UPDATED: APR 7, 2012 Vintage: 2007mullet (849) - Melbourne, AUSTRALIA - OCT 27, 2007
Consumed: October 2008
A minor cellaring experiment with a now 14 month old. Glowing oranage in colour and a large fizzy white head. Aromas are really something else: rich apricot, sauturnes, spice and aniseed. Very deep. Palate shows the apricot early beofre some fizz and alcohol-driven aniseed / licorice kicks in. The latter characters are quite pro-nounced. Finishes a little rough and bitter. Cellaring hasn’t hurt this wine at all but the alcohol is a little abrasive.
Consumed: October 2007 (3.4)
The cork removal process was an absolute bugger just like the Anniversay Ale!! Appearance as per Lach’s observations although the head on my bottle was very thin. Very expressive and perfumed nose; fruity esters, sweet grapefruit, soft floral characters, and perhaps a faint sugary note. The flavours are a bit more straight forward and the palate, in the early stages, is driven by a sweet malt that transforms into fruity flavours that progressively thicken. Finishes with a touch of heat and bitterness that appears alcohol driven, but that said the near 9% weight is well managed. To my tastes has more in common with the recent double IPA style releases from fellow Oz micros, rather than a abbey tripel. Whatever, I think this beer is interesting and well worth a try.
UPDATED: MAY 27, 2008 The cork on this one was a lot more compliant than the one for the Icon, which was a relief. Barely any pop on opening though. Clear deep gold-amber, with a solid head but it’s pretty thin because there’s not much carbonation to hold it up. Crazily intense perfumey esters dominate - tropical fruit, mango Weis bars, apricot nectar, lime rind, violets, hand soap - with some subtle Xmas cake batter like Brasserie des Rocs and noticeable diacetyl which becomes more apparent with time. Similarly cartoon-like flavour - intensely perfumey and fruity, with thick, sweet malt mostly balanced by perfume and fruit and soft alcohol. Considerable diacetyl flavour. Soapy too, which probably isn’t helped by the hand soap esters. Unusually low carbonation really lets the mouthfeel down. The alcohol is handled very well though - noticeable but soft, a bit like Duvel only not as intense. The diacetyl and lack of carbonation really point to a bottle-conditioning issue. I had kept the bottle in ambient (warm) temperatures for about three weeks after buying it though, so there’s really no excuses. It’s still a rather nice beer though - fascinatingly weird in an almost monstrous, cartoon-like way with all those crazy flavours. Intruiging stuff. Guess I’ll be holding onto my other bottle for a while to see if it gets better. Just losing the diacetyl would improve it greatly.SledgeJr (3577) - Omaha, Nebraska, USA - NOV 25, 2006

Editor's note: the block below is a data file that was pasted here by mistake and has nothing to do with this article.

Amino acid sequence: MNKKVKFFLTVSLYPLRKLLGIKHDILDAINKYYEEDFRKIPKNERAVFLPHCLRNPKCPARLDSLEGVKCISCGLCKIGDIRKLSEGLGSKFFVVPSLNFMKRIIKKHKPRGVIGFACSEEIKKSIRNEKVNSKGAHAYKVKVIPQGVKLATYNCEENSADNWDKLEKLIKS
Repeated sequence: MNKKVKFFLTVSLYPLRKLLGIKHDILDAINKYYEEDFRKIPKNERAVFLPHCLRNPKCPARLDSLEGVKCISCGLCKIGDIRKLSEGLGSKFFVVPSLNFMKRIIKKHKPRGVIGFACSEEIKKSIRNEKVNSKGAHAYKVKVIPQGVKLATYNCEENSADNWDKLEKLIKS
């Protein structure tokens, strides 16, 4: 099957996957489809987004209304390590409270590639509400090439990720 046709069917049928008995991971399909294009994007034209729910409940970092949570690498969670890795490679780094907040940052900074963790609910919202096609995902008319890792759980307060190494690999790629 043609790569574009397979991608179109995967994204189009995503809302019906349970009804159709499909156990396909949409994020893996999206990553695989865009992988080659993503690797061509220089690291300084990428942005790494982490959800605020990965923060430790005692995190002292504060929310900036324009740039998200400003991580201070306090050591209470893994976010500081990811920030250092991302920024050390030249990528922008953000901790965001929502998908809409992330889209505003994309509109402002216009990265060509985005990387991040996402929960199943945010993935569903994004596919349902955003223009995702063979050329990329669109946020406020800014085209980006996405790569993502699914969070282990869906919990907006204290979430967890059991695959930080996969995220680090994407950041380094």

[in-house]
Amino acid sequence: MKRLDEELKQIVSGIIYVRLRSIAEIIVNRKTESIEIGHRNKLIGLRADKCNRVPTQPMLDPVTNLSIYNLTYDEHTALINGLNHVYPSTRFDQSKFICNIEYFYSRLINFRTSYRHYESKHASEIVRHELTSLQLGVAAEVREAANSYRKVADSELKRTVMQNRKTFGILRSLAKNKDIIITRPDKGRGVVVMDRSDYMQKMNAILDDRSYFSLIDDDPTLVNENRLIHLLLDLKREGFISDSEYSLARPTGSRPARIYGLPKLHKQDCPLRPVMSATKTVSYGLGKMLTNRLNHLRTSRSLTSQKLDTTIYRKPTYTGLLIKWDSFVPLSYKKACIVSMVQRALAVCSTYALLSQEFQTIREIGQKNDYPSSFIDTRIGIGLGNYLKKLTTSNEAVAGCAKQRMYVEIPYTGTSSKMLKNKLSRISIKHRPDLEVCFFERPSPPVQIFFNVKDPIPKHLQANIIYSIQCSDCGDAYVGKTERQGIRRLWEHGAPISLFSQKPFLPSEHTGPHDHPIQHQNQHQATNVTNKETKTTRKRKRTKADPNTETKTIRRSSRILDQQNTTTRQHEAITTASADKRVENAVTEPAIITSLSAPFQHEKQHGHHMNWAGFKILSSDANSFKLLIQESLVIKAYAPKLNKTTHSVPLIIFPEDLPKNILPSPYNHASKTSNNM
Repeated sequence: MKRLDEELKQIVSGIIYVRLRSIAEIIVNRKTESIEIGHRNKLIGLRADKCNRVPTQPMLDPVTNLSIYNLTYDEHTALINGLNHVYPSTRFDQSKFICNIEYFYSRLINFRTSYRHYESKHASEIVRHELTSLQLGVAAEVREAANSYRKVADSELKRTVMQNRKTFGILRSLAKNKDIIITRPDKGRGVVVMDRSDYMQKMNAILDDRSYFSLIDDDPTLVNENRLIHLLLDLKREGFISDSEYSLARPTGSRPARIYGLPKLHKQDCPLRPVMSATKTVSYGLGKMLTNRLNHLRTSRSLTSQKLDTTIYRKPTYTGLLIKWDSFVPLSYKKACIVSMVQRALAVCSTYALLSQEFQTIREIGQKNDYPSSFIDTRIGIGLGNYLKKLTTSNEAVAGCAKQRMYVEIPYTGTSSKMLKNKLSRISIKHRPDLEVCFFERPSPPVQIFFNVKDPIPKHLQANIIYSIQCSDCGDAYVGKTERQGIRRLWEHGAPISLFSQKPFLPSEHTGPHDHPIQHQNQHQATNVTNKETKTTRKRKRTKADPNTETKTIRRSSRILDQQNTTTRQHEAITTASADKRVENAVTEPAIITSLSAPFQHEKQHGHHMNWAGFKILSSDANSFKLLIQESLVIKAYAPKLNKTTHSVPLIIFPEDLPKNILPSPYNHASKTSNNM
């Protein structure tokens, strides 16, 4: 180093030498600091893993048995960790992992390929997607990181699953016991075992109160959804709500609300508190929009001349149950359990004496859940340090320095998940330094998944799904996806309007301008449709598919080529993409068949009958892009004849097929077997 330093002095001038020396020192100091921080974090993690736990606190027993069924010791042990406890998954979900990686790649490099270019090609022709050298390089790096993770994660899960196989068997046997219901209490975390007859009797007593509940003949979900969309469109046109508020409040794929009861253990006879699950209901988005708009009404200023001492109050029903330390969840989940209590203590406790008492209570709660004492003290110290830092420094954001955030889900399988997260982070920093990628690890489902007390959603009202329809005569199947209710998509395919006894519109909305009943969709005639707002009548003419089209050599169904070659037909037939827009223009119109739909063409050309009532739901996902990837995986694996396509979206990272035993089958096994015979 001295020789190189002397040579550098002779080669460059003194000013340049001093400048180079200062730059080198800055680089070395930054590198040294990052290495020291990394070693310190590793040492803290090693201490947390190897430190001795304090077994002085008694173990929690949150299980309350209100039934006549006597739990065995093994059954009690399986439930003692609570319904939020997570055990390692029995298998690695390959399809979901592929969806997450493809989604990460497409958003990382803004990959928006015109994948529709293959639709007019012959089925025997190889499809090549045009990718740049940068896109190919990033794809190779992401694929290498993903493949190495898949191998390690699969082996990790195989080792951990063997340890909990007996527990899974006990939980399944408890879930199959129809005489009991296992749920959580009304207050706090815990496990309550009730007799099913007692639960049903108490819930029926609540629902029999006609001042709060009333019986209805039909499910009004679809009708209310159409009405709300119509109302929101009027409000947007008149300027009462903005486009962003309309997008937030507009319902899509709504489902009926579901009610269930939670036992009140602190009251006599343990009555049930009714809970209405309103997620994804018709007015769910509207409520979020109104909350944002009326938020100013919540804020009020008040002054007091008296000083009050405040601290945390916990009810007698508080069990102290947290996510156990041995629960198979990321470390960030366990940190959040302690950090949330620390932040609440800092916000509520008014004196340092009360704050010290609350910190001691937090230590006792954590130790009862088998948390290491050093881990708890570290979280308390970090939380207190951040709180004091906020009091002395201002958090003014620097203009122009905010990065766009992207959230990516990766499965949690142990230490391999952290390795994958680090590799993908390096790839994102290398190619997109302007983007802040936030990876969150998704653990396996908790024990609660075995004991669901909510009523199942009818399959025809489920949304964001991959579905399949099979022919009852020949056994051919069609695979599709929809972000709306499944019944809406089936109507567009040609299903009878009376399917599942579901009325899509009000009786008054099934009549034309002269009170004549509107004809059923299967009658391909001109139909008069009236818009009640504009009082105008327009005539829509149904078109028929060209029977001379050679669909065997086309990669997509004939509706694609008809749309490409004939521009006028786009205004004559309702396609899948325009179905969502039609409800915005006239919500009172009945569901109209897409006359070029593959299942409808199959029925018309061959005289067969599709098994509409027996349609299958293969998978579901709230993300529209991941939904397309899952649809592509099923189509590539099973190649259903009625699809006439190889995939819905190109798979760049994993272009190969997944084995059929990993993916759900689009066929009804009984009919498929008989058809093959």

RR: Small bottle. Good on em for making this more available in a better format. Cheap too! No diacetyl here, but just so estery! Just a complete mess of fruit salad - way too much to be enjoyable. Otherwise it’s a well-constructed beer.
On tap at the Pub With No Beer. Pours a pale yellow with a big thick dense white head. Enormous bubble gum sweetness to the aroma. In addition, straw and banana emerge from the heavy esters. The flavor mimics these aromas as well. This is served in a traditional Belgian tulip glass and is completely satisfying after spending a week drinking mass-produced Australian pale lagers. The people at this famous bar were some of the nicest that we met in a country full of incredibly nice people. You must visit this place.